2.Konwaler BE, Keasbey L, Kaplan L. Subcutaneous pseudosarcomatous fibromatosis (fasciitis). Am J Clin Pathol 1955; 25:241-52  Back to cited text no. 2    
3.From L, Assaad D. Neoplasms, pseudoneoplasms, and hyperplasia of the dermis. In: Reedberg IM, Eisen AZ, Wolff K, Austen KF, Goldsmith LA, Katz SI, et al, editors. Dermatology in general medicine. 5th ed. New York: McGraw-Hill; 1999. p. 1161-75.  Back to cited text no. 3    
4.Graham BS, Barrett TL, Goltz RW. Nodular fasciitis: Response to intralesional corticosteroids. J Am Acad Dermatol 1999; 40:490-2.  Back to cited text no. 4    
5.Singh R, Sharma K. Nodular fasciitis of the thumb: a case report. Hand Surg 2004; 9:117-20.  Back to cited text no. 5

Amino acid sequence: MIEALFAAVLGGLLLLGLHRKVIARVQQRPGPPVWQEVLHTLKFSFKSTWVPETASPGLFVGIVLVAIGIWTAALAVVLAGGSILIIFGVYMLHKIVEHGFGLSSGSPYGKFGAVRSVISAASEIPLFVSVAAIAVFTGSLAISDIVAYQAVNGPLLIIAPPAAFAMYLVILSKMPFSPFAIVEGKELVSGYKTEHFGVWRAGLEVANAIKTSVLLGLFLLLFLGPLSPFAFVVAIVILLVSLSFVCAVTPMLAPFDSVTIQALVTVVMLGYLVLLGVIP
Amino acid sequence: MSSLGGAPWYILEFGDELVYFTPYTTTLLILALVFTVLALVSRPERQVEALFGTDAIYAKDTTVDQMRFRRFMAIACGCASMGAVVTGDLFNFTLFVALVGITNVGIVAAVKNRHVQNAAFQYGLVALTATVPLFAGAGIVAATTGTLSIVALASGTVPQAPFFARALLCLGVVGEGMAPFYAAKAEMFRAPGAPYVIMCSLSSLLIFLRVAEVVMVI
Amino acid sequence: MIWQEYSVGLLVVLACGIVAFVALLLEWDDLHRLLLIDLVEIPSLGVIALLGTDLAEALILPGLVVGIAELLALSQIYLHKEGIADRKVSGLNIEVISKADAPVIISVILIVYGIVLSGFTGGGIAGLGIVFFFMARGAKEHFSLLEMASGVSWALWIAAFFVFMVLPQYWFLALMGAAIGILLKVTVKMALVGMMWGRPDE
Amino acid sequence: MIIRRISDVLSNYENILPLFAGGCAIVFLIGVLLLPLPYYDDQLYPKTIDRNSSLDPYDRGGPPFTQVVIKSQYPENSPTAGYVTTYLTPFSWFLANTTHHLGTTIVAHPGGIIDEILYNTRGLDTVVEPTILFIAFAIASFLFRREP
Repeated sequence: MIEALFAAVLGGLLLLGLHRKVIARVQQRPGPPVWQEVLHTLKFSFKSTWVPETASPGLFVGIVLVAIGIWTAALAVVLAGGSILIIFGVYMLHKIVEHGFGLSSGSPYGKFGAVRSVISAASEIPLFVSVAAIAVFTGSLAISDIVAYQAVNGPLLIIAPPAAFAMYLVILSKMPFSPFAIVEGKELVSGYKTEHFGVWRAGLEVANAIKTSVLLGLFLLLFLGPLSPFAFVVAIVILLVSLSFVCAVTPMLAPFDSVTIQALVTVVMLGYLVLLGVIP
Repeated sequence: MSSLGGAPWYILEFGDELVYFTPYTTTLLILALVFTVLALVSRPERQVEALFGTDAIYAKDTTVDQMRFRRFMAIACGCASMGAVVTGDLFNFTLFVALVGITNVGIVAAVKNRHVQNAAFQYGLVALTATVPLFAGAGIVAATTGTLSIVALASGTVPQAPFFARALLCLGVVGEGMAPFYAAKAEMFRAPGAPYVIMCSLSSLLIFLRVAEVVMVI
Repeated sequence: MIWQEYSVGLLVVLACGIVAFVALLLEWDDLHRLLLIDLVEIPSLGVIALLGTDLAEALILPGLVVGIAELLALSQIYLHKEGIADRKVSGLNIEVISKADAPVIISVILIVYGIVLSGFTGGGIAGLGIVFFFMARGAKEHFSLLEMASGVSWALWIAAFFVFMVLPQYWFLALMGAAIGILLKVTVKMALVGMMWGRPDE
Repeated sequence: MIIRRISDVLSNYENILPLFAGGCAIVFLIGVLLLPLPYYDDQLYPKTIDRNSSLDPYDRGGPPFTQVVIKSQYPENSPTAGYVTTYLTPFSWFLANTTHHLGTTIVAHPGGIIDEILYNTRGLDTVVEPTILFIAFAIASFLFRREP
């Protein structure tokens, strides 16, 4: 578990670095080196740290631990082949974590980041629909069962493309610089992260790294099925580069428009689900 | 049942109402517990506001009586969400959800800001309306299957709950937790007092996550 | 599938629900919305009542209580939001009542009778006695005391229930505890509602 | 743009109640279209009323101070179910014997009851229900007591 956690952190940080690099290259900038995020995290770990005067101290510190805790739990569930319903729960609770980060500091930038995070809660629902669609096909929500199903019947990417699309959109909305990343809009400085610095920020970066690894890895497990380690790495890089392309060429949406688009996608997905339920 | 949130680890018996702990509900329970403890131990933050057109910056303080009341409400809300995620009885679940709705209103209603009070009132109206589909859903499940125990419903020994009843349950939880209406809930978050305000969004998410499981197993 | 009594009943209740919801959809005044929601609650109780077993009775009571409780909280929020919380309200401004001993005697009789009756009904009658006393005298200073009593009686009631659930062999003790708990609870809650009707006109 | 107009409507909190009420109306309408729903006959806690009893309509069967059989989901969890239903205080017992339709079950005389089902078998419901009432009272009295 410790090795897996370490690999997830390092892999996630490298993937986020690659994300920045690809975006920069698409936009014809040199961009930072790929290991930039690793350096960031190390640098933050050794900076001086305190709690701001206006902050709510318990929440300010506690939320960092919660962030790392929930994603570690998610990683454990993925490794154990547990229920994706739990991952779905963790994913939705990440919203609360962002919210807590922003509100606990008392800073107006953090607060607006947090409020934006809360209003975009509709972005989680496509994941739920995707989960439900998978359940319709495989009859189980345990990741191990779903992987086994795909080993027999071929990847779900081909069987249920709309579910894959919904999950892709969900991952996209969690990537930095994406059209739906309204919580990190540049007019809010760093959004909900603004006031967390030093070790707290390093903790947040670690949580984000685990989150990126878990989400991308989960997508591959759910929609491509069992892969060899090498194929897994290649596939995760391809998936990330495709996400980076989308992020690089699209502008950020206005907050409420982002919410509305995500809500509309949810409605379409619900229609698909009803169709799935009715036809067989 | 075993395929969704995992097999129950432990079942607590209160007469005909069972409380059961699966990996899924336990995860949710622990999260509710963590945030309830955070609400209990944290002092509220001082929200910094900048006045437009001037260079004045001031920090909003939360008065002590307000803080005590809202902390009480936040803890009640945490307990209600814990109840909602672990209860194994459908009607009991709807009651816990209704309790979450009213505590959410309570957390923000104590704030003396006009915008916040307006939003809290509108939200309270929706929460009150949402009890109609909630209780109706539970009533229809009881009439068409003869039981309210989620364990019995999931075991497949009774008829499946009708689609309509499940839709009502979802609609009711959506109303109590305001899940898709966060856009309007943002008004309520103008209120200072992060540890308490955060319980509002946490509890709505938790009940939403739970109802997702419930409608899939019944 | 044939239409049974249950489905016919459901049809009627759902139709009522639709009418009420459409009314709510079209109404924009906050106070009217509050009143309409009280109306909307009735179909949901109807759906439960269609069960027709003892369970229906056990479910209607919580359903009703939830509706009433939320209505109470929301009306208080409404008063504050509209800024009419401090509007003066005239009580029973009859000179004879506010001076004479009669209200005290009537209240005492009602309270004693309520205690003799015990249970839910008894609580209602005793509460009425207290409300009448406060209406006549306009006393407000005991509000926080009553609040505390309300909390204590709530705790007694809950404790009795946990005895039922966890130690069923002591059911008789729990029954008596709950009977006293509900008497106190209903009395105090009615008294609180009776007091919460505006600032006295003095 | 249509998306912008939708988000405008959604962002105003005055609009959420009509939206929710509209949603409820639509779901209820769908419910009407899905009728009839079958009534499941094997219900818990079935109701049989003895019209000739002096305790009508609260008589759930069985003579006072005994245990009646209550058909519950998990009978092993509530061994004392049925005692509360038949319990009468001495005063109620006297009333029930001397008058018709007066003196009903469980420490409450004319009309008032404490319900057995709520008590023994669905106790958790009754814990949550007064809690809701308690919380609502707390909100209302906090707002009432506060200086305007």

6.Plaza JA, Meyerson J, Wakely PE Jr. Nodular fasciitis of the hand: a potential diagnostic pitfall in fine-needle aspiration cytopathology. Am J Clin Pathol 2005; 123:388-93.  Back to cited text no. 6    
7.Kijima H, Okada K, Shimada Y. Nanjo H, Ito H, Itoi E. Nodular fasciitis of the finger. Skeletal Radiol 2005; 34:121-3.  Back to cited text no. 7    
8.Odom RB, James WD, Berger TG. Andrew's diseases of the skin: clinical dermatology. 9th ed. Philadelphia: WB Saunders; 2000.  Back to cited text no. 8    

Top
Correspondence Address:
K Mardi
Assistant Professor, 12-A, Type V Quarters, GAD Colony, Kasumpti, Shimla, Himachal Pradesh
India
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Source of Support: None, Conflict of Interest: None


DOI: 10.4103/0970-9371.41895

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    Figures

  [Figure 1], [Figure 2], [Figure 3]

This article has been cited by
1 Nodular fasciitis mimicking a soft tissue sarcoma A case report
Vatsal Khanna,Manikandan Rajan,Trishya Reddy,Naveen Alexander,Parmasivam Surendran
International Journal of Surgery Case Reports. 2018; 44: 29
[Pubmed] | [DOI]